“Yes, that’s right, another groundbreaking novel from… MITCHELL SMONES! Watch for it, soon to appear on the New York Times best seller list. And now, let’s all return to our enjoyment of lunch. Thank you for participating in this… happening.”
With a flourish and a quick bow, Curtailer sat.
‘Happening,’ he thought. A wave of self-loathing washed over him. ‘Where the hell had that bit of retro cliché come from?’
Across the room, someone began to applaud, slowly. Clap. Clap. Clap. Then another joined in. Then more. Some began to laugh, relieved laughter, the tension lifting from the throng of diners.
Curtailer could see the M’aître d’, on the far side of the room, lowering the telephone receiver to its cradle.
He looked at Smones, who was nodding in approval and grinning like a congressman up for reelection.
“Hey, buddy. Way to go,” said Smones. “You passed your spontaneity test with flying colors. Cool!”
Curtailer swallowed. It took some effort.
“You’d better write one hell of a novel, you miserable prick,” he snarled. “And I expect you to replace this shirt.”
Out on the sidewalk, Smones hurried away from the grand entrance of Le Cirque 2000, heading north on Madison Avenue. Maybe the M’aître d’ hadn’t called the cops, but he wasn’t taking any chances.
He was feeling very perky. He laughed quietly to himself, searching for the correct descriptive term – was he snickering? Giggling? Tittering? No, actually, he decided, he was chortling.
He’d totally had that pompous turd, Curtailer – HAD him! The beer and the meat sandwich – channeling Marlon Brando as Stanley Kowalski in A Streetcar Named Desire. Stel-laaaa!
And screw all that business with Jewel. He didn’t give a rat’s ass about Jewel. She was a mindless tart. Had incessantly annoyed him with her stupefying prattle. Good luck with her, Myron, you pansy bastard.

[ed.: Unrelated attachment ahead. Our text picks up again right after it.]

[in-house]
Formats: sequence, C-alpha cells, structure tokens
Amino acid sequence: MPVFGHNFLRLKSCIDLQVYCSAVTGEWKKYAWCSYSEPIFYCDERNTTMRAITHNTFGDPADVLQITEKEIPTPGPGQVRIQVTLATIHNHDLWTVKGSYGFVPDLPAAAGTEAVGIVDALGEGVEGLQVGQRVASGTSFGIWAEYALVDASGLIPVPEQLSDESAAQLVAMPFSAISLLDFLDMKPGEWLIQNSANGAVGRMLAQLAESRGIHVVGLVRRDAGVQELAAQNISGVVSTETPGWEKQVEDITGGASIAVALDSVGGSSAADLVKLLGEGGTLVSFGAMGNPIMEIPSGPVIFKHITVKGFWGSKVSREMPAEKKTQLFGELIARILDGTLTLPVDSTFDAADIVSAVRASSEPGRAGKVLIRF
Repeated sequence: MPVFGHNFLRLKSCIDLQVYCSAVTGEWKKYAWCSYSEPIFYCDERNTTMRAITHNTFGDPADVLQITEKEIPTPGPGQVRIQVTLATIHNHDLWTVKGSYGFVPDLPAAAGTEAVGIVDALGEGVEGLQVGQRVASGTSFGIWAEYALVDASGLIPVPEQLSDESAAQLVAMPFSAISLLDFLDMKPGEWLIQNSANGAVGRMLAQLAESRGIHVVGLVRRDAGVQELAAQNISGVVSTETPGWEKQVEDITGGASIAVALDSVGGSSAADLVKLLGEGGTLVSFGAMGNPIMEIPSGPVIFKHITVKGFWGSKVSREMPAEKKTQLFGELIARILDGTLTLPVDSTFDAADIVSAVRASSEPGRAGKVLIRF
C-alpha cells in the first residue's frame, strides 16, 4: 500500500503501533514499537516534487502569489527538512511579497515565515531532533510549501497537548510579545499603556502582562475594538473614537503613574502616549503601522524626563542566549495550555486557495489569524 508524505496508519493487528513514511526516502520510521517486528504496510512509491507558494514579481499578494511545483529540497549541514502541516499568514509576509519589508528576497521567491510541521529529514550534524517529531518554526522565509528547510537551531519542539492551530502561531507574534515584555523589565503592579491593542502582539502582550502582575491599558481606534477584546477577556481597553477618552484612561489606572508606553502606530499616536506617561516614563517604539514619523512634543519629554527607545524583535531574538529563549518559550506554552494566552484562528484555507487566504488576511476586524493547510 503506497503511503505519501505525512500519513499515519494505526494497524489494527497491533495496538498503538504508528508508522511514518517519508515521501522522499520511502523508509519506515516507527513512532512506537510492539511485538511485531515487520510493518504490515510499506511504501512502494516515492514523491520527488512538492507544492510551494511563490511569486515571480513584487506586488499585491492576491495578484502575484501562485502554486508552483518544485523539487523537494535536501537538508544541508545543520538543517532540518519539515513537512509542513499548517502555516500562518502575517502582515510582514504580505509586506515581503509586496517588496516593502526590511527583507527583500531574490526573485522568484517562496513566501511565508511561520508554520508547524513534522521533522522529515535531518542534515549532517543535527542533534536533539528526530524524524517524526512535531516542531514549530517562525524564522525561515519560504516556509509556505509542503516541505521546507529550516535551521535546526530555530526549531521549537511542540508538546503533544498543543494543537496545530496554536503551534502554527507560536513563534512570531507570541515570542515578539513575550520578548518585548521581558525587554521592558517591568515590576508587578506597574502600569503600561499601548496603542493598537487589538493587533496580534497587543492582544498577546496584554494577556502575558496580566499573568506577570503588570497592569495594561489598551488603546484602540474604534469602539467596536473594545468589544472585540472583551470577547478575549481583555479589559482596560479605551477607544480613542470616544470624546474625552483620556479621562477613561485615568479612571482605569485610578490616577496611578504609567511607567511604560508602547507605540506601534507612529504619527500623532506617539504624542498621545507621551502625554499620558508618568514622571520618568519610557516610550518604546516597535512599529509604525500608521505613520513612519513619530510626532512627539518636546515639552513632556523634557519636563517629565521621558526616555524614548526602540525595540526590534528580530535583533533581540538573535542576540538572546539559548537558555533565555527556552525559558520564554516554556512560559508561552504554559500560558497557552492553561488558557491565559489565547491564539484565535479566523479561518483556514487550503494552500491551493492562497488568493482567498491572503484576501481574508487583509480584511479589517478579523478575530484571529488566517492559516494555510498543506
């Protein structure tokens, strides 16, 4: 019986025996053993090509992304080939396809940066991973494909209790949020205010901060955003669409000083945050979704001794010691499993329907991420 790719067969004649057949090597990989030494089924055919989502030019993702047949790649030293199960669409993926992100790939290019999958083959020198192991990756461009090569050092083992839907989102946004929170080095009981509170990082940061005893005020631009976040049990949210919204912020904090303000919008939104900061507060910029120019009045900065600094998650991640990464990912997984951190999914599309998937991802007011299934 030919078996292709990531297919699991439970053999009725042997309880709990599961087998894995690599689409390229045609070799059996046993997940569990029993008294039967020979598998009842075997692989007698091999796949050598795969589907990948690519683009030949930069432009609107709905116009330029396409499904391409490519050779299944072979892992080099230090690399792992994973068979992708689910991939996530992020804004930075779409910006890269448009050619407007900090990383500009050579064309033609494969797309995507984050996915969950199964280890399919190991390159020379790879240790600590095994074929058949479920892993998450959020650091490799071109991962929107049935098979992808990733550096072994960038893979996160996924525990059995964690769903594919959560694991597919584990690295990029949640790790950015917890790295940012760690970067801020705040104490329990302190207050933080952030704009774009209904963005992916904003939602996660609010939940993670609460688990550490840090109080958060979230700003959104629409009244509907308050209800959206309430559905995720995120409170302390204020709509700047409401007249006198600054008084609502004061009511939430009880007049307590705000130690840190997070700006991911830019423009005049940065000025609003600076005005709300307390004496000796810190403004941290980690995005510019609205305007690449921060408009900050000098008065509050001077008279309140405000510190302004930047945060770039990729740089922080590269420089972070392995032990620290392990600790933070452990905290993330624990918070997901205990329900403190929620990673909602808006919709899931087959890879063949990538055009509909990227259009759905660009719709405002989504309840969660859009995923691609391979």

Oh, yes, about that new novel. More chortling. He would do as he had with the past several novels, hire a team of grad students from the Lit departments of Columbia and NYU, get them to sign and notarize the ironclad non-disclosure, non-compete, confidentiality, work-for-hire and independent contractor agreement which his attorney had prepared, along with a few thinly-veiled references to Rocko and a certain baseball bat. Then they’d hunker down in his favorite suite at the Plaza Athénée Hotel, where he’d ride herd on them non-stop, 24/7, for as many days as it took, while they cranked out the pages and he drank Lagavulin single malt and smoked Cuban cigars.
As he hustled up the Avenue, the sight of a young couple walking toward him pulled him out of his celebratory revelry. A gangly, long-haired, bearded punk in an old army jacket and jeans torn at the knees walked arm-in-arm with a dishy blond who was much too good for him. They chattered away happily, she tossing her head and laughing.
As he came abreast of them, with the young man immediately to his left and the girlfriend on the other side, nearer the curb, Smones cocked his left arm and gave the kid a short, quick shot to the solar plexus. There was his sharp, gasping intake of breath, then the young woman’s horrified shriek.
Smones continued walking, picking up his pace.
“You bastard!” screamed the girl behind him. “You Nazi asshole!”
Ah, well, thought Smones — some are born to greatness, while others have greatness thrust into them.
[TO BE CONTINUED]